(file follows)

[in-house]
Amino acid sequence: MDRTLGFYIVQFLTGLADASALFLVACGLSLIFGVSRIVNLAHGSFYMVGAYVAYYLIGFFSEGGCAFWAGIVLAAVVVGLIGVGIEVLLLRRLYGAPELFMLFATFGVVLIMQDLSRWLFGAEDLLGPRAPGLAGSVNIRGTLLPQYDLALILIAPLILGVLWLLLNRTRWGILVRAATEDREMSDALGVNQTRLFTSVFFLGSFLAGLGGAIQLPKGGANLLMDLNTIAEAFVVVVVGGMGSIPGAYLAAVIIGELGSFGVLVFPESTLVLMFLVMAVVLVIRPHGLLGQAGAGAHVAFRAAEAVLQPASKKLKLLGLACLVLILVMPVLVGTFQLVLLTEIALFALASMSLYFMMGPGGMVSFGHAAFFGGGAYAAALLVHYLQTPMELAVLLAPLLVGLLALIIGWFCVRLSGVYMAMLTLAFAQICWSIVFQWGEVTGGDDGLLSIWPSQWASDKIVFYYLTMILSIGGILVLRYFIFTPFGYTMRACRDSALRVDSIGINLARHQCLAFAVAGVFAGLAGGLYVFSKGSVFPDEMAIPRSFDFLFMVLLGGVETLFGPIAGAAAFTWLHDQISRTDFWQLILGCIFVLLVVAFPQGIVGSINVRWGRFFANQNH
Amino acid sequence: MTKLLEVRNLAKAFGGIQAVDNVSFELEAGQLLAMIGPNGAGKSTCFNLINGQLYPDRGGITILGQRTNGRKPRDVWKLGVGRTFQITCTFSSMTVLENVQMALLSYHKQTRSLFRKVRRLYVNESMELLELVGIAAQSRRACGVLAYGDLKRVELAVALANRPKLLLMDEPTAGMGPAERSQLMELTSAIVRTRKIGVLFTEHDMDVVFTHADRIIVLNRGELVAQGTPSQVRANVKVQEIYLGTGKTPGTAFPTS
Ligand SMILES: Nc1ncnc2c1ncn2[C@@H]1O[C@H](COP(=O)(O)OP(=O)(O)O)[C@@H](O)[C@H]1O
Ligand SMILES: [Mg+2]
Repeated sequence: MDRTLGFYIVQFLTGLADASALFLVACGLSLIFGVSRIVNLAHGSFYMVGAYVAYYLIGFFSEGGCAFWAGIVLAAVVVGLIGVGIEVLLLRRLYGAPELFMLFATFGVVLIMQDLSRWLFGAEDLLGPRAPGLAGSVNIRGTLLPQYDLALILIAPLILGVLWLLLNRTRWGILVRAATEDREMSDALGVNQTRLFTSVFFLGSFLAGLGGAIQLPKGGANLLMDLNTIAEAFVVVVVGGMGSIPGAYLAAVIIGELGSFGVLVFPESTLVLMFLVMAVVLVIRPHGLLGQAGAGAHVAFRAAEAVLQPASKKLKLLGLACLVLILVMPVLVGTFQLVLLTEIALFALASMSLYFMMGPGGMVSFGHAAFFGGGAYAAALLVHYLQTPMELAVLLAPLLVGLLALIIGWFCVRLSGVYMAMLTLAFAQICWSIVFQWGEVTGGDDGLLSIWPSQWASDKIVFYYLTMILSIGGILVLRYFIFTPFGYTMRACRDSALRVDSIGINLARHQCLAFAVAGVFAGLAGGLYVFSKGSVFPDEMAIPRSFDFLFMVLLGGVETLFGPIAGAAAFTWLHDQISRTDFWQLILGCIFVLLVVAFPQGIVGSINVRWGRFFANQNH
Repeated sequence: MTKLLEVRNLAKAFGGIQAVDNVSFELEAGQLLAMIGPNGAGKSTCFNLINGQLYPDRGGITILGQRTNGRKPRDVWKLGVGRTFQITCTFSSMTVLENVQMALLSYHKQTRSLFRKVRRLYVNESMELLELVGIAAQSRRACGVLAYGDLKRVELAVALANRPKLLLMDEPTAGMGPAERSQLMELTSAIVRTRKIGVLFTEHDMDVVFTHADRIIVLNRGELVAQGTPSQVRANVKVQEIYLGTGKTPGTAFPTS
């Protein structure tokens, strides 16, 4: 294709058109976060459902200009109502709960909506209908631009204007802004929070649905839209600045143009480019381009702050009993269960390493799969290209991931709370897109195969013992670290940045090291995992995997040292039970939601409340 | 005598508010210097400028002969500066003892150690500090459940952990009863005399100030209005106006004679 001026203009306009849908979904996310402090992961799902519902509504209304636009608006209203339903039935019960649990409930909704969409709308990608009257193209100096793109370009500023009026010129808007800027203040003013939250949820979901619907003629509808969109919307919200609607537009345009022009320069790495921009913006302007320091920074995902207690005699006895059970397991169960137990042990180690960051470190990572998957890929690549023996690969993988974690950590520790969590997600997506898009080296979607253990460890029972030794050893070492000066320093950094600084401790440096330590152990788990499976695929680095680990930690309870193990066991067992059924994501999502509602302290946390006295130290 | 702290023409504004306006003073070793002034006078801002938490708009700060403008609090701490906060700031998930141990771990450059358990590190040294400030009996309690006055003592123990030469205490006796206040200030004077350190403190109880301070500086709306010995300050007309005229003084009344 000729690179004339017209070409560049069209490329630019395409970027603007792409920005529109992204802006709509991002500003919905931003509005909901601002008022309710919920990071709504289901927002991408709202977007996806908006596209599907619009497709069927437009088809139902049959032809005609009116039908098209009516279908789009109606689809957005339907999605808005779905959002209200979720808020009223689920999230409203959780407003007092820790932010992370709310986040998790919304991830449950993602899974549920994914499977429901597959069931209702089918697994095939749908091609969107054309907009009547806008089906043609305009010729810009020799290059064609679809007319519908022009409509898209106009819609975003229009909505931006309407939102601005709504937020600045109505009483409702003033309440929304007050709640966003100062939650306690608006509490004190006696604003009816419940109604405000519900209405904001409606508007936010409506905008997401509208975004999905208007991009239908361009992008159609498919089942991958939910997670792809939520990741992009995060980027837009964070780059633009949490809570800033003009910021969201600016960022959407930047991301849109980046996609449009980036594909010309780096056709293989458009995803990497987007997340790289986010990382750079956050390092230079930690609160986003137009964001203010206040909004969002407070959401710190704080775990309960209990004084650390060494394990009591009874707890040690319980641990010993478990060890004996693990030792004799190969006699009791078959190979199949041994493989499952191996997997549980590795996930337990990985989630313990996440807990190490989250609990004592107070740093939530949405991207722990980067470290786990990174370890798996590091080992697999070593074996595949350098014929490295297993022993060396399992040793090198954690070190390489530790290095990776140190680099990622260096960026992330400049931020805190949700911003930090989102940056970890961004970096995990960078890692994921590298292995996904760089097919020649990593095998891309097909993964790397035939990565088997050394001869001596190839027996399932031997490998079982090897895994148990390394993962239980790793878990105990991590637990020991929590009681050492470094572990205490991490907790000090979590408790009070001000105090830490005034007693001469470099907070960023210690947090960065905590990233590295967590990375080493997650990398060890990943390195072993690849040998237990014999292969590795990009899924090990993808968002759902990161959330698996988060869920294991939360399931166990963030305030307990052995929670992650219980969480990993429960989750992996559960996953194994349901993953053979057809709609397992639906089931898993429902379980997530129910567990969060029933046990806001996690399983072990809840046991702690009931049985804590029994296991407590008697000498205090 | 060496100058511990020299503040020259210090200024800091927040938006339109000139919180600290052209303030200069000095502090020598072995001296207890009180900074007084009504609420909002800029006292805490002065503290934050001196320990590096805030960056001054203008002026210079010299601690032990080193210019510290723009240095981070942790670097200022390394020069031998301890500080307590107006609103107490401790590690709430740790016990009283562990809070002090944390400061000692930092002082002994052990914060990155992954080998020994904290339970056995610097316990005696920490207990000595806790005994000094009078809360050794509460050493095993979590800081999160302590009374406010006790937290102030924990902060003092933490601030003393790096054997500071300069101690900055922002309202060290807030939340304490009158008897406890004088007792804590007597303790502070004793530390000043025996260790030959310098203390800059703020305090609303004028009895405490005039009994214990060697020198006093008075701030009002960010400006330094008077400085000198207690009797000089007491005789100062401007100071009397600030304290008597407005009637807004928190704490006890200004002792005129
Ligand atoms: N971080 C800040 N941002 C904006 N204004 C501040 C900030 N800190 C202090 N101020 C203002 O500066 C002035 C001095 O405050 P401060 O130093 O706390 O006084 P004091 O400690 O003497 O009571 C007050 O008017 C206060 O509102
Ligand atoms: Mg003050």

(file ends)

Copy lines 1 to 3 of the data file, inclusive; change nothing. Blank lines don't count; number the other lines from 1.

[in-house]
Amino acid sequence: MDRTLGFYIVQFLTGLADASALFLVACGLSLIFGVSRIVNLAHGSFYMVGAYVAYYLIGFFSEGGCAFWAGIVLAAVVVGLIGVGIEVLLLRRLYGAPELFMLFATFGVVLIMQDLSRWLFGAEDLLGPRAPGLAGSVNIRGTLLPQYDLALILIAPLILGVLWLLLNRTRWGILVRAATEDREMSDALGVNQTRLFTSVFFLGSFLAGLGGAIQLPKGGANLLMDLNTIAEAFVVVVVGGMGSIPGAYLAAVIIGELGSFGVLVFPESTLVLMFLVMAVVLVIRPHGLLGQAGAGAHVAFRAAEAVLQPASKKLKLLGLACLVLILVMPVLVGTFQLVLLTEIALFALASMSLYFMMGPGGMVSFGHAAFFGGGAYAAALLVHYLQTPMELAVLLAPLLVGLLALIIGWFCVRLSGVYMAMLTLAFAQICWSIVFQWGEVTGGDDGLLSIWPSQWASDKIVFYYLTMILSIGGILVLRYFIFTPFGYTMRACRDSALRVDSIGINLARHQCLAFAVAGVFAGLAGGLYVFSKGSVFPDEMAIPRSFDFLFMVLLGGVETLFGPIAGAAAFTWLHDQISRTDFWQLILGCIFVLLVVAFPQGIVGSINVRWGRFFANQNH
Amino acid sequence: MTKLLEVRNLAKAFGGIQAVDNVSFELEAGQLLAMIGPNGAGKSTCFNLINGQLYPDRGGITILGQRTNGRKPRDVWKLGVGRTFQITCTFSSMTVLENVQMALLSYHKQTRSLFRKVRRLYVNESMELLELVGIAAQSRRACGVLAYGDLKRVELAVALANRPKLLLMDEPTAGMGPAERSQLMELTSAIVRTRKIGVLFTEHDMDVVFTHADRIIVLNRGELVAQGTPSQVRANVKVQEIYLGTGKTPGTAFPTS